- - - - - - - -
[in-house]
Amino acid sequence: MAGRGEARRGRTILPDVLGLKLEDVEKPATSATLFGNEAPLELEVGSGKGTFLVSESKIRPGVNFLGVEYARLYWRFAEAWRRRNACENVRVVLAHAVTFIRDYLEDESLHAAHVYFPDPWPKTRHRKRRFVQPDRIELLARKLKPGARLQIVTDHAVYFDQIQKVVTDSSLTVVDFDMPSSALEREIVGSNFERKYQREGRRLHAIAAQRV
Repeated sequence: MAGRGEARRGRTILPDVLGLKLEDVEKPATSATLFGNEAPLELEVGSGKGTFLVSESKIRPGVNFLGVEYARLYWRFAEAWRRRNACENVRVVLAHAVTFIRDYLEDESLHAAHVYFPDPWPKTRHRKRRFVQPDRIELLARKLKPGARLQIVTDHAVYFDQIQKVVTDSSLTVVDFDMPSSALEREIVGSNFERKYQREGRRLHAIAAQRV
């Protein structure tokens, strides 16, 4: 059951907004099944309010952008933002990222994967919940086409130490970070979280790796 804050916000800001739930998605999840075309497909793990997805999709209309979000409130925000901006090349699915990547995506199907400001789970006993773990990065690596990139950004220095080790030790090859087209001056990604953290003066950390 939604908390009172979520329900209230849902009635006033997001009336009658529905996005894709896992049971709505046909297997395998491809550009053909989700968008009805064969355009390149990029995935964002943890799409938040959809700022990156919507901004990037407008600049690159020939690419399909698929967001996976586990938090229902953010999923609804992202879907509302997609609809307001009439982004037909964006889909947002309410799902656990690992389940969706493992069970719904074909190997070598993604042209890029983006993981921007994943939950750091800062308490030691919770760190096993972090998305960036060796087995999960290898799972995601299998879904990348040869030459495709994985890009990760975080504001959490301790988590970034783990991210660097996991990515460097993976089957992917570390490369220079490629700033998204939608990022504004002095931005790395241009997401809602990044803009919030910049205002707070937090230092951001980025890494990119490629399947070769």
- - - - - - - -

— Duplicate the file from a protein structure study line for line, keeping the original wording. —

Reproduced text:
[in-house]
Amino acid sequence: MAGRGEARRGRTILPDVLGLKLEDVEKPATSATLFGNEAPLELEVGSGKGTFLVSESKIRPGVNFLGVEYARLYWRFAEAWRRRNACENVRVVLAHAVTFIRDYLEDESLHAAHVYFPDPWPKTRHRKRRFVQPDRIELLARKLKPGARLQIVTDHAVYFDQIQKVVTDSSLTVVDFDMPSSALEREIVGSNFERKYQREGRRLHAIAAQRV
Repeated sequence: MAGRGEARRGRTILPDVLGLKLEDVEKPATSATLFGNEAPLELEVGSGKGTFLVSESKIRPGVNFLGVEYARLYWRFAEAWRRRNACENVRVVLAHAVTFIRDYLEDESLHAAHVYFPDPWPKTRHRKRRFVQPDRIELLARKLKPGARLQIVTDHAVYFDQIQKVVTDSSLTVVDFDMPSSALEREIVGSNFERKYQREGRRLHAIAAQRV
């Protein structure tokens, strides 16, 4: 059951907004099944309010952008933002990222994967919940086409130490970070979280790796 804050916000800001739930998605999840075309497909793990997805999709209309979000409130925000901006090349699915990547995506199907400001789970006993773990990065690596990139950004220095080790030790090859087209001056990604953290003066950390 939604908390009172979520329900209230849902009635006033997001009336009658529905996005894709896992049971709505046909297997395998491809550009053909989700968008009805064969355009390149990029995935964002943890799409938040959809700022990156919507901004990037407008600049690159020939690419399909698929967001996976586990938090229902953010999923609804992202879907509302997609609809307001009439982004037909964006889909947002309410799902656990690992389940969706493992069970719904074909190997070598993604042209890029983006993981921007994943939950750091800062308490030691919770760190096993972090998305960036060796087995999960290898799972995601299998879904990348040869030459495709994985890009990760975080504001959490301790988590970034783990991210660097996991990515460097993976089957992917570390490369220079490629700033998204939608990022504004002095931005790395241009997401809602990044803009919030910049205002707070937090230092951001980025890494990119490629399947070769």